Publisher: Random House
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Preeti Shenoy fans can rejoice- here’s another breezy read from the talented author. Tea for two and a piece of cake takes us through the journey of Nisha, from her falling in love and getting married to her ultimate stance as a strong, independent woman.
Nisha, a ‘plain Jane’ is a 26 year old girl; plump, plain-looking, and without a boyfriend. Her life is turned upside down when she meets the ultra-charismatic businessman Samir Sharma at a party. She is swept off her feet by his charms and soon lands a new job as his secretary. Opposites attract and their love affair soon becomes a marriage. But problems soon creep into paradise, as Samir falls in love with someone else and breaks up with Nisha (over a phone call!). A shattered Nisha shifts to her late father’s house; ahead of her now lies the humongous task of raising two children with no money or employment.
This is a story about how a woman who overcomes all odds and establishes herself. It is a gripping tale of love lost and found, and it questions the fundamental societal belief that a woman needs to be married to feel complete.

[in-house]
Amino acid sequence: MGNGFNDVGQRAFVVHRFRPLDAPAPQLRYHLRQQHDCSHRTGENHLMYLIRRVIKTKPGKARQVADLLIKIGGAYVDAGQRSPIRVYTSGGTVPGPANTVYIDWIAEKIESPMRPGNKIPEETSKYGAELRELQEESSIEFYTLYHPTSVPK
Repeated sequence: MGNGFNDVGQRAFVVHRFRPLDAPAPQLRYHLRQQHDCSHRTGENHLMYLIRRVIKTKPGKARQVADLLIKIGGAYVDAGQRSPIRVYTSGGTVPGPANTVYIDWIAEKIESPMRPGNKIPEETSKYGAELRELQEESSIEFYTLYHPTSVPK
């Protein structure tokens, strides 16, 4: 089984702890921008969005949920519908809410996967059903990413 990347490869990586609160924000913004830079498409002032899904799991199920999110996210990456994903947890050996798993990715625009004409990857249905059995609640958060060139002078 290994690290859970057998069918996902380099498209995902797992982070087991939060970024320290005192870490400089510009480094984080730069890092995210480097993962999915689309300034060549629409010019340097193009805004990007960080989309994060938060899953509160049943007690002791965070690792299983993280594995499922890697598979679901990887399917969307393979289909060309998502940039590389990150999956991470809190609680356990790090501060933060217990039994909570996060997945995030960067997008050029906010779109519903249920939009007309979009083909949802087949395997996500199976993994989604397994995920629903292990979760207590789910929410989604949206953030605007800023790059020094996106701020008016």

Samir is Nisha’s husband, soon ex-husband. Chetna is Nisha’s friend; her character is symbolic of today’s age and how for some, relationships are just a matter of money. Akash is Nisha’s loyal friend who steps into her life when she is going through the worst of times. His character is likeable and his entry makes the story exciting. Mrs. B is another likeable character; she is Nisha’s neighbour and is instrumental to Nisha coping with the tragedy of her past.
I found the cover really beautiful. Another scorer is the index; all the chapters are named after songs. The book is beautifully written (as all Preeti Shenoy books are), a delightful story conveyed in a simple language. The fact that Preeti took efforts to explain Samir’s side through his letters is appreciable. The story also indulges in grave topics like death and explores the immortal nature of human beings, and the unpredictability of life.
The book becomes quite predictable toward the end. Except Nisha, none of the characters are well explored. The writer leaves clues about future events at places, which puts an end to all curiosity.
The simplicity in the book wins you over. If you are looking for a new, light and refreshing read, definitely go for this one!
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